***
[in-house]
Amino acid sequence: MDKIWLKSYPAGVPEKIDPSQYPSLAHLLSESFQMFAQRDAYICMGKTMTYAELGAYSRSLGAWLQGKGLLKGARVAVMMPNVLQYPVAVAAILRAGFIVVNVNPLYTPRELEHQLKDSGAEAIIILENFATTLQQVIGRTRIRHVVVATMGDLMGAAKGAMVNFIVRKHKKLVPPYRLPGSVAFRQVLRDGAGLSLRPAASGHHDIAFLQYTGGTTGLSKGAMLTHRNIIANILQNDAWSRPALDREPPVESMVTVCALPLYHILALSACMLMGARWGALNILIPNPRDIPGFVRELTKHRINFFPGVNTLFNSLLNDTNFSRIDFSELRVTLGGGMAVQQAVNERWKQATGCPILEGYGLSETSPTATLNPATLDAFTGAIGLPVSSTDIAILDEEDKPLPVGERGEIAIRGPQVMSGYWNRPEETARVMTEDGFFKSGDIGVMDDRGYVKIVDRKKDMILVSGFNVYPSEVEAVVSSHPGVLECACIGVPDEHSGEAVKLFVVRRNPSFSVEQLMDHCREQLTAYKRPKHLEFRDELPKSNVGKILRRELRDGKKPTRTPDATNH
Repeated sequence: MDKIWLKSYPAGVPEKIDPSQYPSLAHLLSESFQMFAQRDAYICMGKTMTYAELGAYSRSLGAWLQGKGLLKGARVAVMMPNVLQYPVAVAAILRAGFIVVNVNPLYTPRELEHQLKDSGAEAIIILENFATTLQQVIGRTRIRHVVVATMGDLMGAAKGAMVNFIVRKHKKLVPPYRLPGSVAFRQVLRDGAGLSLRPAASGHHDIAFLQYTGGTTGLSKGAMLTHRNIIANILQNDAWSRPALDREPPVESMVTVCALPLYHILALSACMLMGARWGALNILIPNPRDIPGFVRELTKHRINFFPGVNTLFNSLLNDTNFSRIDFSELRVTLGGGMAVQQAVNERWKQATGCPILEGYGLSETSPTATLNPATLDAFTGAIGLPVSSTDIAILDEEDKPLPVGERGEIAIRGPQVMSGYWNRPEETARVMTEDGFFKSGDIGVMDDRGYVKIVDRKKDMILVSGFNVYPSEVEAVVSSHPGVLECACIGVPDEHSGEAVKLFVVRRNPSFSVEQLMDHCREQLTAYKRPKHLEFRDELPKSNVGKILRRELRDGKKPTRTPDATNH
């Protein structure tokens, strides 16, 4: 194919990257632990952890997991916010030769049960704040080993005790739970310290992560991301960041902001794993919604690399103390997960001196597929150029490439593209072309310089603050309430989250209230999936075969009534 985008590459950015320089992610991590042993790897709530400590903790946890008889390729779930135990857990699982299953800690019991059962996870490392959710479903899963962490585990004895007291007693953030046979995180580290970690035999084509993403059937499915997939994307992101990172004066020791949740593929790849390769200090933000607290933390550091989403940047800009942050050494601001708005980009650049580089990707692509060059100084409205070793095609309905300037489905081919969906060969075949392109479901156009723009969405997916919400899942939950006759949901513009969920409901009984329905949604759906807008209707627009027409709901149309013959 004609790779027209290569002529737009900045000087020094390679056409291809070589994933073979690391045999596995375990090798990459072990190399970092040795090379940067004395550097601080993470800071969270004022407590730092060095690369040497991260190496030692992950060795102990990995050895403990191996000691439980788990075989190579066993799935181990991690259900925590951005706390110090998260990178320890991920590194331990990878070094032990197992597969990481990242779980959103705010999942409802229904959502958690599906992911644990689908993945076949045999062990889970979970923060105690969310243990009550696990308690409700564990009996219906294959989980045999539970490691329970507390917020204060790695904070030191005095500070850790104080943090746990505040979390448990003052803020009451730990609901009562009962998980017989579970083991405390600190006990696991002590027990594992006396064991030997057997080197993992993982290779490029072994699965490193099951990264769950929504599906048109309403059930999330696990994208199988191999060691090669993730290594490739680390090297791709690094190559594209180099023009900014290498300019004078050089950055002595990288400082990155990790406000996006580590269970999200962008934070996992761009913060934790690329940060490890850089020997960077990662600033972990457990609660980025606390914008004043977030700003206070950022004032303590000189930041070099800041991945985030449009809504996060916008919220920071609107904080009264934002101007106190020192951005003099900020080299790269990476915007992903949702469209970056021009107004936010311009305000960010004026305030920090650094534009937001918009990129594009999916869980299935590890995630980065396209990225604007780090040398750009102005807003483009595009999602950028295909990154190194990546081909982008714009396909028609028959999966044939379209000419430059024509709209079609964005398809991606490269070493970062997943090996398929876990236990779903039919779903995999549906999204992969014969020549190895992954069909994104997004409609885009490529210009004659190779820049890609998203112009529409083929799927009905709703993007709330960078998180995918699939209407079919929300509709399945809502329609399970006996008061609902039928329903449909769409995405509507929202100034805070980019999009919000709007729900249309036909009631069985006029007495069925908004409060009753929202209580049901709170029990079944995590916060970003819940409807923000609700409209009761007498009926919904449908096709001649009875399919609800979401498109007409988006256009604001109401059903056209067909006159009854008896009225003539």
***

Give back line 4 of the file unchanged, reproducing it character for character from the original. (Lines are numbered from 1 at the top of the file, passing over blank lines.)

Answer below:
């Protein structure tokens, strides 16, 4: 194919990257632990952890997991916010030769049960704040080993005790739970310290992560991301960041902001794993919604690399103390997960001196597929150029490439593209072309310089603050309430989250209230999936075969009534 985008590459950015320089992610991590042993790897709530400590903790946890008889390729779930135990857990699982299953800690019991059962996870490392959710479903899963962490585990004895007291007693953030046979995180580290970690035999084509993403059937499915997939994307992101990172004066020791949740593929790849390769200090933000607290933390550091989403940047800009942050050494601001708005980009650049580089990707692509060059100084409205070793095609309905300037489905081919969906060969075949392109479901156009723009969405997916919400899942939950006759949901513009969920409901009984329905949604759906807008209707627009027409709901149309013959 004609790779027209290569002529737009900045000087020094390679056409291809070589994933073979690391045999596995375990090798990459072990190399970092040795090379940067004395550097601080993470800071969270004022407590730092060095690369040497991260190496030692992950060795102990990995050895403990191996000691439980788990075989190579066993799935181990991690259900925590951005706390110090998260990178320890991920590194331990990878070094032990197992597969990481990242779980959103705010999942409802229904959502958690599906992911644990689908993945076949045999062990889970979970923060105690969310243990009550696990308690409700564990009996219906294959989980045999539970490691329970507390917020204060790695904070030191005095500070850790104080943090746990505040979390448990003052803020009451730990609901009562009962998980017989579970083991405390600190006990696991002590027990594992006396064991030997057997080197993992993982290779490029072994699965490193099951990264769950929504599906048109309403059930999330696990994208199988191999060691090669993730290594490739680390090297791709690094190559594209180099023009900014290498300019004078050089950055002595990288400082990155990790406000996006580590269970999200962008934070996992761009913060934790690329940060490890850089020997960077990662600033972990457990609660980025606390914008004043977030700003206070950022004032303590000189930041070099800041991945985030449009809504996060916008919220920071609107904080009264934002101007106190020192951005003099900020080299790269990476915007992903949702469209970056021009107004936010311009305000960010004026305030920090650094534009937001918009990129594009999916869980299935590890995630980065396209990225604007780090040398750009102005807003483009595009999602950028295909990154190194990546081909982008714009396909028609028959999966044939379209000419430059024509709209079609964005398809991606490269070493970062997943090996398929876990236990779903039919779903995999549906999204992969014969020549190895992954069909994104997004409609885009490529210009004659190779820049890609998203112009529409083929799927009905709703993007709330960078998180995918699939209407079919929300509709399945809502329609399970006996008061609902039928329903449909769409995405509507929202100034805070980019999009919000709007729900249309036909009631069985006029007495069925908004409060009753929202209580049901709170029990079944995590916060970003819940409807923000609700409209009761007498009926919904449908096709001649009875399919609800979401498109007409988006256009604001109401059903056209067909006159009854008896009225003539």